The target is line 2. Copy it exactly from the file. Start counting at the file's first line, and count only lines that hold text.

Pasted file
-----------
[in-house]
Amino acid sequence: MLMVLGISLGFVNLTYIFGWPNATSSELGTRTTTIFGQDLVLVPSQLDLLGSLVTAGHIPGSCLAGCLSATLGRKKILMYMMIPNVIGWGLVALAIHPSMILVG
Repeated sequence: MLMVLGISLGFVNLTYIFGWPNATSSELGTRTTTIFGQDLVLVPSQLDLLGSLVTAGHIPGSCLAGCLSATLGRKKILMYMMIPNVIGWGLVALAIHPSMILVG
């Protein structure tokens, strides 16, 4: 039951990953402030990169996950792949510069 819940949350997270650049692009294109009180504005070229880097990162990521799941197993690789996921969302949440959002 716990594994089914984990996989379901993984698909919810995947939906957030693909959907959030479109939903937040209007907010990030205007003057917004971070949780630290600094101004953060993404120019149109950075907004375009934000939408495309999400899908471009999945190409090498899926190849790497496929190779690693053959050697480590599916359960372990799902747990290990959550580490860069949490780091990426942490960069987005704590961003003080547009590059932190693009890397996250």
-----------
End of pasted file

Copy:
Amino acid sequence: MLMVLGISLGFVNLTYIFGWPNATSSELGTRTTTIFGQDLVLVPSQLDLLGSLVTAGHIPGSCLAGCLSATLGRKKILMYMMIPNVIGWGLVALAIHPSMILVG